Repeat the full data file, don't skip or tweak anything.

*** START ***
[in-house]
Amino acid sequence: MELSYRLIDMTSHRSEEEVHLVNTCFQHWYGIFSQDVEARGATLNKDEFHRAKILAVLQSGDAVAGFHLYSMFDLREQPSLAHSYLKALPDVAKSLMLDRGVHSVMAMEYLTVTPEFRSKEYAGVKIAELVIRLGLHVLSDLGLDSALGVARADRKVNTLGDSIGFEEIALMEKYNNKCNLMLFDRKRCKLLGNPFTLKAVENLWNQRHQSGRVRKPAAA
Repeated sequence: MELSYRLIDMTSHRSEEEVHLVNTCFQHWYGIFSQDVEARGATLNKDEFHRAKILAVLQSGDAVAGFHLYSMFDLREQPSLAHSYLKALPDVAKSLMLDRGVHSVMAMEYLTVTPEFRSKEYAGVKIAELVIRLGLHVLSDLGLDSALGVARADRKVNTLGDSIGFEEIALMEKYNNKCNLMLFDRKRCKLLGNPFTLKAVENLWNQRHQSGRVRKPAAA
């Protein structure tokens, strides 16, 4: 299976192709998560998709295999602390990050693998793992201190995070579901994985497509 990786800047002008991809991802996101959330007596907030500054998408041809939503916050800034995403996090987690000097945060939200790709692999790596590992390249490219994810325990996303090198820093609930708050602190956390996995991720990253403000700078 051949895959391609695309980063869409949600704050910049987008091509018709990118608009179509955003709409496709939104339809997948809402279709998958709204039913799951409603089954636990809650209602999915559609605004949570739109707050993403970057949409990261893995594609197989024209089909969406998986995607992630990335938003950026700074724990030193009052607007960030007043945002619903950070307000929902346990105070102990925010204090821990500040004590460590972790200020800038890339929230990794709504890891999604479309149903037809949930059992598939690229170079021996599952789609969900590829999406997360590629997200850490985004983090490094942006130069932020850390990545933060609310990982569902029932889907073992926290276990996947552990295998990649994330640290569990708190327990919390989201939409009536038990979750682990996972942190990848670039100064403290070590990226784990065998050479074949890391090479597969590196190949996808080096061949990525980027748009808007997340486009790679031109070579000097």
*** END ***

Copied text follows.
[in-house]
Amino acid sequence: MELSYRLIDMTSHRSEEEVHLVNTCFQHWYGIFSQDVEARGATLNKDEFHRAKILAVLQSGDAVAGFHLYSMFDLREQPSLAHSYLKALPDVAKSLMLDRGVHSVMAMEYLTVTPEFRSKEYAGVKIAELVIRLGLHVLSDLGLDSALGVARADRKVNTLGDSIGFEEIALMEKYNNKCNLMLFDRKRCKLLGNPFTLKAVENLWNQRHQSGRVRKPAAA
Repeated sequence: MELSYRLIDMTSHRSEEEVHLVNTCFQHWYGIFSQDVEARGATLNKDEFHRAKILAVLQSGDAVAGFHLYSMFDLREQPSLAHSYLKALPDVAKSLMLDRGVHSVMAMEYLTVTPEFRSKEYAGVKIAELVIRLGLHVLSDLGLDSALGVARADRKVNTLGDSIGFEEIALMEKYNNKCNLMLFDRKRCKLLGNPFTLKAVENLWNQRHQSGRVRKPAAA
């Protein structure tokens, strides 16, 4: 299976192709998560998709295999602390990050693998793992201190995070579901994985497509 990786800047002008991809991802996101959330007596907030500054998408041809939503916050800034995403996090987690000097945060939200790709692999790596590992390249490219994810325990996303090198820093609930708050602190956390996995991720990253403000700078 051949895959391609695309980063869409949600704050910049987008091509018709990118608009179509955003709409496709939104339809997948809402279709998958709204039913799951409603089954636990809650209602999915559609605004949570739109707050993403970057949409990261893995594609197989024209089909969406998986995607992630990335938003950026700074724990030193009052607007960030007043945002619903950070307000929902346990105070102990925010204090821990500040004590460590972790200020800038890339929230990794709504890891999604479309149903037809949930059992598939690229170079021996599952789609969900590829999406997360590629997200850490985004983090490094942006130069932020850390990545933060609310990982569902029932889907073992926290276990996947552990295998990649994330640290569990708190327990919390989201939409009536038990979750682990996972942190990848670039100064403290070590990226784990065998050479074949890391090479597969590196190949996808080096061949990525980027748009808007997340486009790679031109070579000097």